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Grant v. Chicago Truck Drivers

decided: November 17, 1986.

ROBERT GRANT AND TROY FINN, PLAINTIFFS-APPELLANTS,
v.
CHICAGO TRUCK DRIVERS, HELPERS & WAREHOUSE WORKERS UNION, ET AL., DEFENDANTS-APPELLEES



Appeal from the United States District Court for the Northern District of Illinois, Eastern Division, No. 83 C 5778, Charles P. Kocoras, Judge.

Author: Cummings

Before CUMMINGS and POSNER, Circuit Judges, and GORDON, Senior District Judge.*fn*

CUMMINGS, Circuit Judge

This case comes to us on appeal following the district court's grant of summary judgment in favor of defendants Chicago truck Drivers Union ("the Union"), the executive director of the Union, and individual officers of the Union who also serve on the Union's Board of Governors, and against plaintiffs Robert Grant and Troy Finn, two members of the Union.*fn1 This appeal requires us to determine whether the failure to have general membership meetings violates Title I of the Labor-Management Reporting and Disclosure Act ("LMRDA"), 29 U.S.C. ยงยง 401 et seq., as claimed by plaintiffs. For the reasons set forth below, we affirm the judgment of the district court determining that the LMRDA had not been violated.

I

The Union's constitution provides that membership meetings shall be called whenever the Executive Director or the Board of Governors so designates. The constitution sets forth two types of permissible membership meetings: general meetings and sectional meetings. General meetings have a quorum requirement of 25% of the members eligible to vote, and there is no limitation on the type of business that may be transacted at general meetings. Sectional meetings do not have a quorum requirement but are limited in that members at these meetings cannot transact business other than relating to the negotiation and enforcement of collective bargaining agreements. Sectional meetings are comprised of members at a particular place of employment or within a particular craft, class, or division of work. Significantly, the constitution does not require either type of meeting to be held within any specified interval of time.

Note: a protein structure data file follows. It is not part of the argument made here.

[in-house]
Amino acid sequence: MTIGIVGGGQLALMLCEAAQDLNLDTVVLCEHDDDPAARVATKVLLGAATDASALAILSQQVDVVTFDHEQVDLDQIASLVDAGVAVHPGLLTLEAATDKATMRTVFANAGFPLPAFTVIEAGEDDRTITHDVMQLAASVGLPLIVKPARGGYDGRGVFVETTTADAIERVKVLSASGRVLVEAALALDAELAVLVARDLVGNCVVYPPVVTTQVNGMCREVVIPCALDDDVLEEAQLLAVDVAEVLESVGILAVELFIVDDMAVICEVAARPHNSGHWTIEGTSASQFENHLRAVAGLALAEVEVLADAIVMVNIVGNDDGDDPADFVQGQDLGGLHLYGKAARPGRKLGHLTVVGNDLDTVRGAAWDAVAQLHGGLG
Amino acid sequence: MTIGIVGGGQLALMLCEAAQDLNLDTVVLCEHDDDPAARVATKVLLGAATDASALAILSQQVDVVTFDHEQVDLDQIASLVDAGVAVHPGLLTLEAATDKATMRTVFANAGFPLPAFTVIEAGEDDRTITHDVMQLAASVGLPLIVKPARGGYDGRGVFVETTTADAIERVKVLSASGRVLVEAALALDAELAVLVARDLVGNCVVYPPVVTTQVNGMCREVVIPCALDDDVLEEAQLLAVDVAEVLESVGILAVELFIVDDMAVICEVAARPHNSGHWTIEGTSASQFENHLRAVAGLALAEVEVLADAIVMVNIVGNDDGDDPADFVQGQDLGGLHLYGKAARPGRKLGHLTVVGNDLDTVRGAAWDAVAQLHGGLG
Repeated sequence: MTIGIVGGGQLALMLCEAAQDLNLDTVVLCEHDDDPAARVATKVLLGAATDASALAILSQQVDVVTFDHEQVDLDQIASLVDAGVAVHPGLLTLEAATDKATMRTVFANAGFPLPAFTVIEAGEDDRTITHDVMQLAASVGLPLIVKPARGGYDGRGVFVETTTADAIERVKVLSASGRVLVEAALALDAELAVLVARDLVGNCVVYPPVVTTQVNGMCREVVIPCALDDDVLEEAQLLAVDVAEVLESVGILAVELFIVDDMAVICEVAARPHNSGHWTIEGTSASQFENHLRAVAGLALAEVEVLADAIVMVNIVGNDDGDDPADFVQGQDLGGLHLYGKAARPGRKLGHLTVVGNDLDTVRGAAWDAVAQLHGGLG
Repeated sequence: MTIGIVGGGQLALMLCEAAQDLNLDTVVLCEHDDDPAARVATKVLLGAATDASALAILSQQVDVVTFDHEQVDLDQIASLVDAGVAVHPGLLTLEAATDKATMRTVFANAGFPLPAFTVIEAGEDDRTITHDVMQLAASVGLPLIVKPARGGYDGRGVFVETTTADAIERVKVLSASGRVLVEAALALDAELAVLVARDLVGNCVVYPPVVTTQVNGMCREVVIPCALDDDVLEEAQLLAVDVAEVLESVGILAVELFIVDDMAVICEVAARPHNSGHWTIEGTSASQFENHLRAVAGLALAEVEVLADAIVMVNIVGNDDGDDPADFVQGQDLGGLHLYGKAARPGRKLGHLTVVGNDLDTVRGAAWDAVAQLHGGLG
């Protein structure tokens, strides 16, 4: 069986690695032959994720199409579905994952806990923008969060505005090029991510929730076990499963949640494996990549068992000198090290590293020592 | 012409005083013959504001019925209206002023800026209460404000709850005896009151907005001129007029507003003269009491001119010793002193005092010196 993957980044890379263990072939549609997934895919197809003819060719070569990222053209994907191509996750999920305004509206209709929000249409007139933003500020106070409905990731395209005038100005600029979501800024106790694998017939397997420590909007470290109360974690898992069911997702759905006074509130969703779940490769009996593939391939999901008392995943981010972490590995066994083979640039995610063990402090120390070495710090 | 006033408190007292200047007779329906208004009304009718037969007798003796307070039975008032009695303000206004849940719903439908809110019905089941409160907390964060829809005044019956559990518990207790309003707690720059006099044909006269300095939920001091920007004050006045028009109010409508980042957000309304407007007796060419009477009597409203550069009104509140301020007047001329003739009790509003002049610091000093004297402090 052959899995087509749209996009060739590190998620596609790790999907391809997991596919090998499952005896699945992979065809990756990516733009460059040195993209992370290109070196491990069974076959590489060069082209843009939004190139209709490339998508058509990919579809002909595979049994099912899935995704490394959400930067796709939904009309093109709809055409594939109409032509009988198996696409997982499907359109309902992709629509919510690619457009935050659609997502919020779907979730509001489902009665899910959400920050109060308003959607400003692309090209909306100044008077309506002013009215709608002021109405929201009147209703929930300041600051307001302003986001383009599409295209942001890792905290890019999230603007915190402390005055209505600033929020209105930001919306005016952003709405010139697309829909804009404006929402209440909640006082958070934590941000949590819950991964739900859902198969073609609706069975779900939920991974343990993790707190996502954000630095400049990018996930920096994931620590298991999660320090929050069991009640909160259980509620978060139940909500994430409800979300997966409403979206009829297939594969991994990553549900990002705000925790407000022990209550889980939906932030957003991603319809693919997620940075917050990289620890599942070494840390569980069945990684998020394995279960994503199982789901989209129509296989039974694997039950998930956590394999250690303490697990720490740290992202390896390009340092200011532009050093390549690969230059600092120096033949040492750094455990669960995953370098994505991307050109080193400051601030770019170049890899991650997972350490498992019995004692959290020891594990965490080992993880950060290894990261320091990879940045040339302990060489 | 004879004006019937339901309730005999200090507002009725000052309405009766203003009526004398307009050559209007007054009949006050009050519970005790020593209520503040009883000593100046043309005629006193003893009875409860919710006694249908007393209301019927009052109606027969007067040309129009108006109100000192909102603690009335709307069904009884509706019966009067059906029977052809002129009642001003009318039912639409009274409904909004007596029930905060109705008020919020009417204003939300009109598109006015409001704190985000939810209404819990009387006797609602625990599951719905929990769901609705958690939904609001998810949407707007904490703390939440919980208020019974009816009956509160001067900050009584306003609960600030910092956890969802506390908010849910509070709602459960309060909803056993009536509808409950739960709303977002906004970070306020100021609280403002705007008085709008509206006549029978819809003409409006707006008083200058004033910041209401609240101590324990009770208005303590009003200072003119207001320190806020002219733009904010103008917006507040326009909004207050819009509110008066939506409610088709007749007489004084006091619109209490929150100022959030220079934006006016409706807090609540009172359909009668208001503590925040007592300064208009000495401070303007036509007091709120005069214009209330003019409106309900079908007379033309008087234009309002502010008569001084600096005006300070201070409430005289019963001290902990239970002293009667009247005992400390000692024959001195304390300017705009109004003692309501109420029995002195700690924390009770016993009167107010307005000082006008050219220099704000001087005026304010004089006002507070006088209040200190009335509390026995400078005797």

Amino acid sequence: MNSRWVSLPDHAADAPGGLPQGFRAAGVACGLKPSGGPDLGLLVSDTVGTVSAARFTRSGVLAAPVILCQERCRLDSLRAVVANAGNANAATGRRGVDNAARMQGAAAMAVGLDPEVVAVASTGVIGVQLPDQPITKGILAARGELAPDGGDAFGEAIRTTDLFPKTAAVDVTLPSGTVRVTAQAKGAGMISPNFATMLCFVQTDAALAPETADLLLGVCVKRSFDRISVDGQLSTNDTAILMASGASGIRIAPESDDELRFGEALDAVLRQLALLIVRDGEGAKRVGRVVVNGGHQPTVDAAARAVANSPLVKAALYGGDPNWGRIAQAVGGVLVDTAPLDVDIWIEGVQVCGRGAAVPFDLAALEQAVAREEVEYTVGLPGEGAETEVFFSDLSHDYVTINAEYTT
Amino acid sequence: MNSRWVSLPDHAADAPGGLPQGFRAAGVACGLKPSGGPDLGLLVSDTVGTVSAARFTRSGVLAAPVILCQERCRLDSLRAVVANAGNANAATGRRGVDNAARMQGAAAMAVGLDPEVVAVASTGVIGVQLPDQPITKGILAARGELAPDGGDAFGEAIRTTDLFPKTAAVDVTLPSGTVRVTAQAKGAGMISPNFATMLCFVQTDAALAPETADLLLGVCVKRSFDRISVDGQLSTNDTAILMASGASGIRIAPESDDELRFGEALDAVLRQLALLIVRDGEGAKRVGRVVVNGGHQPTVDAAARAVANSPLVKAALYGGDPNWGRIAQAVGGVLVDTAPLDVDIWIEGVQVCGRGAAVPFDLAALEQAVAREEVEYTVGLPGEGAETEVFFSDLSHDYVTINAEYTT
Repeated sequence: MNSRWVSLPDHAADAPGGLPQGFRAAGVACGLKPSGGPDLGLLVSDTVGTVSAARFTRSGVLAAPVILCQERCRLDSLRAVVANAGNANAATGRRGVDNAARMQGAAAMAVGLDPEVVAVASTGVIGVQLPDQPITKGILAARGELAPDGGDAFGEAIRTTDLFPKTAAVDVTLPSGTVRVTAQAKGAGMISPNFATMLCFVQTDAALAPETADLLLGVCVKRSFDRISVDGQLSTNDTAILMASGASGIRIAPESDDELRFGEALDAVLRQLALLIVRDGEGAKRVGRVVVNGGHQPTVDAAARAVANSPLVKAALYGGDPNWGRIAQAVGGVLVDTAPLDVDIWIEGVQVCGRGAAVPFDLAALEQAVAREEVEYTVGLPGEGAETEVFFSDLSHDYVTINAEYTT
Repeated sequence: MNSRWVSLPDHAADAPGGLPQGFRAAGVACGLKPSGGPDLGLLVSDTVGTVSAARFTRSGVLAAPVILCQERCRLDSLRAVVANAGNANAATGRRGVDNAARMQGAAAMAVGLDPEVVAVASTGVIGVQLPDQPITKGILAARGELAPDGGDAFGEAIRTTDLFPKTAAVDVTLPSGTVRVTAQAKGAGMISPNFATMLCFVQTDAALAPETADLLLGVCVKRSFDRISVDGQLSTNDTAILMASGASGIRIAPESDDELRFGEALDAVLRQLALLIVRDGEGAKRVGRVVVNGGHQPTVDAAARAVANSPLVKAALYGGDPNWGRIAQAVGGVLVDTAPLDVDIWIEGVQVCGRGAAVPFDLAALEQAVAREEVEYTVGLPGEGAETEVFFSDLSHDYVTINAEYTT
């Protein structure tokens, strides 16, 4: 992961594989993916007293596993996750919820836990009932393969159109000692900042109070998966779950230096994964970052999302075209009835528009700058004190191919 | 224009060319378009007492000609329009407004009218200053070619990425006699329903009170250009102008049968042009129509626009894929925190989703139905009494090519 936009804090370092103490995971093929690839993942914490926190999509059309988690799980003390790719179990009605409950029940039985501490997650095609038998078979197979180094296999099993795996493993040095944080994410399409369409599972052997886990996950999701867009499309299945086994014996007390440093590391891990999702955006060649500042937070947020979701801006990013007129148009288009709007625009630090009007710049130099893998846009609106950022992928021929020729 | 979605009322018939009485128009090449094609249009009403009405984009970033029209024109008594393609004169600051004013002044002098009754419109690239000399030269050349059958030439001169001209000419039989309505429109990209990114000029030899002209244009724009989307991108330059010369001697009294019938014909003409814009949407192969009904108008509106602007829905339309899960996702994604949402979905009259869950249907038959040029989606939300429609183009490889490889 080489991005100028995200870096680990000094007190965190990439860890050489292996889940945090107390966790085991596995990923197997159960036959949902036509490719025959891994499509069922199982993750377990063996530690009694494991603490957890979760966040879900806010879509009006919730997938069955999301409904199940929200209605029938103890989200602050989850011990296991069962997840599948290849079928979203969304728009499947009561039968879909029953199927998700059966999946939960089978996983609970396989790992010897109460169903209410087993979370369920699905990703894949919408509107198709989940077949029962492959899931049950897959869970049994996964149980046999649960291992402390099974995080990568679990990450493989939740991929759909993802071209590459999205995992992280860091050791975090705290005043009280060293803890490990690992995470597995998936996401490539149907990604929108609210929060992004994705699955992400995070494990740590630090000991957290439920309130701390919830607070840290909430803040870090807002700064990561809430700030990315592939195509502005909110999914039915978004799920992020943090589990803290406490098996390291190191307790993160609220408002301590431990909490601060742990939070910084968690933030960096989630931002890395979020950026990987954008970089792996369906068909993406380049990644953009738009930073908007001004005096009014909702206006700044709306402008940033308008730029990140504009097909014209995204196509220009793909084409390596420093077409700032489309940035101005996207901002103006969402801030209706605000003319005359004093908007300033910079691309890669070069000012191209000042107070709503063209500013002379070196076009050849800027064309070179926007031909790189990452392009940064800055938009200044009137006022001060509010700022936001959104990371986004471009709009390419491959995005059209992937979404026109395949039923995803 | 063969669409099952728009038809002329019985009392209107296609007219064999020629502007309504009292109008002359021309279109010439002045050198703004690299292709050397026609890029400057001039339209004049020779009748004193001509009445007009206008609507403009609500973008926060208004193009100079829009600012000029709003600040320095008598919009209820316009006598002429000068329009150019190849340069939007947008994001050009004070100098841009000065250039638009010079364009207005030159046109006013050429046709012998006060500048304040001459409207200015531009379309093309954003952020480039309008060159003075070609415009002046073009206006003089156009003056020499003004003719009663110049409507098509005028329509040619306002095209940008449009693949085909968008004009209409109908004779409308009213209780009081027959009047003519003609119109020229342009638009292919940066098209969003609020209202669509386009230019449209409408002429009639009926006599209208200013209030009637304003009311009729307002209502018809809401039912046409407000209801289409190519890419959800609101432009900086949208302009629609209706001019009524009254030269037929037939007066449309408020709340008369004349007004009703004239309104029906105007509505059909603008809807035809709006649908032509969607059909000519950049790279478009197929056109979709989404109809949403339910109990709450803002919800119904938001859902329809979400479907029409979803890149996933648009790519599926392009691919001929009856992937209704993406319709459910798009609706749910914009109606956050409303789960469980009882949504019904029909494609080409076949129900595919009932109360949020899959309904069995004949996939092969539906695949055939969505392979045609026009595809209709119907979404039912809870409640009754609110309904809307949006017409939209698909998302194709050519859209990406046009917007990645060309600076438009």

The record indicates that Union has not held a general meeting since December 10, 1972. there have, however, been sectional meetings held at unspecified intervals. Except for four large meetings in 1978, each sectional meeting has been open only to members working for a single employer or a small number of employers. The percentage of the membership invited to attend these sectional meetings in particular years is as follows:

Year % Membership invited to attend

1979 2%

1980 10%

1981 10%

1983 22%

No agendas are announced in advance of the sectional meetings and minutes are frequently not taken.

Before filing the instant suit, plaintiffs took several steps to attempt to have the Union hold a general meeting. Grant sent a letter to the Board of Governors on November 16, 1982, and then a second letter on February 23, 1983, requesting the Board to adopt a policy of holding regularly scheduled general meetings. The Board unanimously rejected the latter request on March 29, 1983. Grant then requested that the Board propose two constitutional amendments: one amendment that would require monthly general membership meetings, and a second amendment that would lower the present quorum requirement ...


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